Archive for 2015- Page 3

    • States use individualized learning as path to readiness

      (Ariz.) High schools in Arizona and Michigan became the latest to adopt a new diploma program that individualizes student studies in an effort to better prepare them for college-level coursework upon graduation.

      CONTINUE READING
    • Schools rush to get new career training funding

      (Calif.) Hundreds of local educational agencies – districts, county offices, charter schools and regional occupational centers – are seeking a share of $400 million in state funds aimed at beefing up the job-readiness skills of K-12 students.

      CONTINUE READING
    • Transition planning must address multiple variables

      It’s more than college or social services – planning teams preparing a young person for adulthood need to address a variety of potential skills that support vocational goals, community involvement, independent living, recreation, and self-advocacy.

      CONTINUE READING
    • Solving the teacher shortage by keeping graduates home

      (Mo.) One rural district has engaged a new strategy to encourage its own graduates to become teachers and return to their hometown to live and work. Not only does the approach provide a college-and-career pathway for students but also takes aim at the problem many remote, smaller school systems face in attracting qualified educators to their communities.

      CONTINUE READING
    • School advocates look to extend tax hike on wealthy

      (Calif.) A voter initiative aimed at extending temporary personal income tax hikes to fund schools was cleared for circulation last week, allowing backers to seek the 585,407 signatures needed to qualify the measure for next November’s ballot.

      CONTINUE READING
    • Parents to pay for students’ bullying behavior

      (Wis.) The Plover Village Board approved an ordinance earlier this month that allows police to issue a warning to the parent of a child found to be bullying others. If a second incident occurs within 90 days of the first warning, an officer may issue the parent a $124 fine.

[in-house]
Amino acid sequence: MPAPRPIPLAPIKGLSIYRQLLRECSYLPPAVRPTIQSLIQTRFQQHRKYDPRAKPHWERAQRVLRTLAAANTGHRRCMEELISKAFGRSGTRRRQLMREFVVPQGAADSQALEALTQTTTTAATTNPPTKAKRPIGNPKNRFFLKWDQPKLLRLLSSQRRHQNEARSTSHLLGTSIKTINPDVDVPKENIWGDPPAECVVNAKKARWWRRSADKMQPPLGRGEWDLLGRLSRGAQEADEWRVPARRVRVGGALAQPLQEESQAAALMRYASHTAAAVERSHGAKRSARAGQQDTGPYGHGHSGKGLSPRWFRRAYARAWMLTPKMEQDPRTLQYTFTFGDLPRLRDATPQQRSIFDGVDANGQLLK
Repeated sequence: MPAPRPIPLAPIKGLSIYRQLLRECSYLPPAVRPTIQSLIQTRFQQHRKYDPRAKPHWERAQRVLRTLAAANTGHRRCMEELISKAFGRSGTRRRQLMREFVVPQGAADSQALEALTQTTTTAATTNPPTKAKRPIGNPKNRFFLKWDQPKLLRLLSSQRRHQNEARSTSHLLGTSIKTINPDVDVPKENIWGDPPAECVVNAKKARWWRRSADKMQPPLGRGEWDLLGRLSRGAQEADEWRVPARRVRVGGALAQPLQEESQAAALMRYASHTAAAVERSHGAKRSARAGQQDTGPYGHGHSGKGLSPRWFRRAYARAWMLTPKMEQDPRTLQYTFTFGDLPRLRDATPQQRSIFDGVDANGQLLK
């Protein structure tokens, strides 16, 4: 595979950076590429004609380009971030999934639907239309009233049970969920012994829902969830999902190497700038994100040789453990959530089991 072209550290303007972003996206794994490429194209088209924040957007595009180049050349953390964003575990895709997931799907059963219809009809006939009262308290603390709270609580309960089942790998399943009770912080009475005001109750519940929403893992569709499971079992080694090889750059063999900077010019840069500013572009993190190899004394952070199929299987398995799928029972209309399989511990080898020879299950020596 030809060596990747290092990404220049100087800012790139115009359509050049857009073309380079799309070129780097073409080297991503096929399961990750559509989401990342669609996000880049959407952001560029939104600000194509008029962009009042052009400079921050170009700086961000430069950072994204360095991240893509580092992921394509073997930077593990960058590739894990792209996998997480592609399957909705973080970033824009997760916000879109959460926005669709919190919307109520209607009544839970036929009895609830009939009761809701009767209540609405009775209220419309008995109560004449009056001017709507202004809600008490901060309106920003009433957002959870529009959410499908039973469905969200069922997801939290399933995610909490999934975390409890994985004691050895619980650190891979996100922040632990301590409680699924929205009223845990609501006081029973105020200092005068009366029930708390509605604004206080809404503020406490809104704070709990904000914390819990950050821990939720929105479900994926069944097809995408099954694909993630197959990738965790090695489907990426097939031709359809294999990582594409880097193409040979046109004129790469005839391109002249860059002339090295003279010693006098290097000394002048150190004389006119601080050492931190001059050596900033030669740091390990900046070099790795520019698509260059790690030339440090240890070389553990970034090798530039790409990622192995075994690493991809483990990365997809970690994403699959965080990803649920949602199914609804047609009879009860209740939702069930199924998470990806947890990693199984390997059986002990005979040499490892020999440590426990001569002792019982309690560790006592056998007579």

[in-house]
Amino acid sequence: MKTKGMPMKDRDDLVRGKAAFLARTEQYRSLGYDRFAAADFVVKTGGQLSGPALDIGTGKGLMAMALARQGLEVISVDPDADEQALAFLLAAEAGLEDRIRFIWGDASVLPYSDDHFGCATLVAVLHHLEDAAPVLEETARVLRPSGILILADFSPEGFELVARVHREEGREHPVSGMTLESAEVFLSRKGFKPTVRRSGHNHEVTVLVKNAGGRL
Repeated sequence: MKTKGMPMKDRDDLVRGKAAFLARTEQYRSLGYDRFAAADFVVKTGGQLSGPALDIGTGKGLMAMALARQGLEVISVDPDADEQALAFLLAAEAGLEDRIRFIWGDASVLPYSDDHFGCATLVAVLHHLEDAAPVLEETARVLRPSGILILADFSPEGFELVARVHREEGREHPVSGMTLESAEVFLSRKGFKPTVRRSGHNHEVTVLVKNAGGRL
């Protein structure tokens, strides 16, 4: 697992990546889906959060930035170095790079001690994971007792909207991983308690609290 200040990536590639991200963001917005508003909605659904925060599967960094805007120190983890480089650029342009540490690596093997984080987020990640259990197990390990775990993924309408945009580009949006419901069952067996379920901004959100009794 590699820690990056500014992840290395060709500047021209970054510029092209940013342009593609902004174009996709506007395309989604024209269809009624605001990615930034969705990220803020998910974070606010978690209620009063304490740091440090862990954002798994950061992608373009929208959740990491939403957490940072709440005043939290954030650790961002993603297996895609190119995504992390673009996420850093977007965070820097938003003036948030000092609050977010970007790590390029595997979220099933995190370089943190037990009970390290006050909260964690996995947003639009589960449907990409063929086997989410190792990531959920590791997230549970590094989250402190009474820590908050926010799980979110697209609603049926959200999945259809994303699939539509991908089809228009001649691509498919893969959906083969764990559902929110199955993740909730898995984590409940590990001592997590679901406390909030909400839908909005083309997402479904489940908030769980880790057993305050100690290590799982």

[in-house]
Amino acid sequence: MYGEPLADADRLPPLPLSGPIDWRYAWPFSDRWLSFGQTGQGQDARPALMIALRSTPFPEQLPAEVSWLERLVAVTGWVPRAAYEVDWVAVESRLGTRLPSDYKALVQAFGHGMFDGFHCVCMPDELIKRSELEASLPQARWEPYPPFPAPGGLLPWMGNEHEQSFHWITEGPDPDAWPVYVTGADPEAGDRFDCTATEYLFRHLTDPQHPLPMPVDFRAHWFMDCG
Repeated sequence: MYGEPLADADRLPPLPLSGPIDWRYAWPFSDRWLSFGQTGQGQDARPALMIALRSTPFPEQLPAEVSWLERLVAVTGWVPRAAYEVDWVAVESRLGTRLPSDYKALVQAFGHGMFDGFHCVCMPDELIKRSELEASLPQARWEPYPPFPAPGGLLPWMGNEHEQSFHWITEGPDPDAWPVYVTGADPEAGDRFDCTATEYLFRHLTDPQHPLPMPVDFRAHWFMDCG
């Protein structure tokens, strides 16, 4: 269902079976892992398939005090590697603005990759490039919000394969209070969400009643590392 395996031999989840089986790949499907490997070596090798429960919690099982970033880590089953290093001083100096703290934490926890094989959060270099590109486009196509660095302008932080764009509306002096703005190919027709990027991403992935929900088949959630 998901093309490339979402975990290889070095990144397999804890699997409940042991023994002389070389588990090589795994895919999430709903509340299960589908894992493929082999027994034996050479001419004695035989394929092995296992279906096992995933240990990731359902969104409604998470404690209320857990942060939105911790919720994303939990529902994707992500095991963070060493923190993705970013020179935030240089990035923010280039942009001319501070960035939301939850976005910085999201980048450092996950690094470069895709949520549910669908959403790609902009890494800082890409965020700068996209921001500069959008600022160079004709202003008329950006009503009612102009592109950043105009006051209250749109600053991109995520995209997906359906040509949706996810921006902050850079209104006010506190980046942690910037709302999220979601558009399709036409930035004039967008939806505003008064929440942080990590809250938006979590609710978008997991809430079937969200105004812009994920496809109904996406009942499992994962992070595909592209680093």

CONTINUE READING
    • Combating a new surge of teen overdose and drug abuse

      (District of Columbia) More focus on prevention and early intervention is needed to curb soaring drug-related deaths among teens and young adults, according to a new study.

      CONTINUE READING
    • Prop. 98 guarantee could reach $80B by 2020

      (Calif.) The minimum funding guarantee for K-12 schools and community colleges is expected to surge to $77.5 billion by the 2019-20 school year – marking a five-year cycle of increases that will total more than $14 billion, according to a forecast released Wednesday by the nonpartisan Legislative Analyst.

      CONTINUE READING
    • Auditing & reporting: Caring now will save you grief later

      The best preparation for an audit is accounting consistency and routine documentation – it’s like keeping your sock drawer in order. Formal reports are a season away but protocols need be established and maintained today.

      CONTINUE READING
    • Transition plans – a bridge from school to the future

      Federal laws and regulations stipulating that schools partner with caretakers, service providers, and older students to maintain productive entry into the adult world are more than statements of intent – they represent essential obligations.

      CONTINUE READING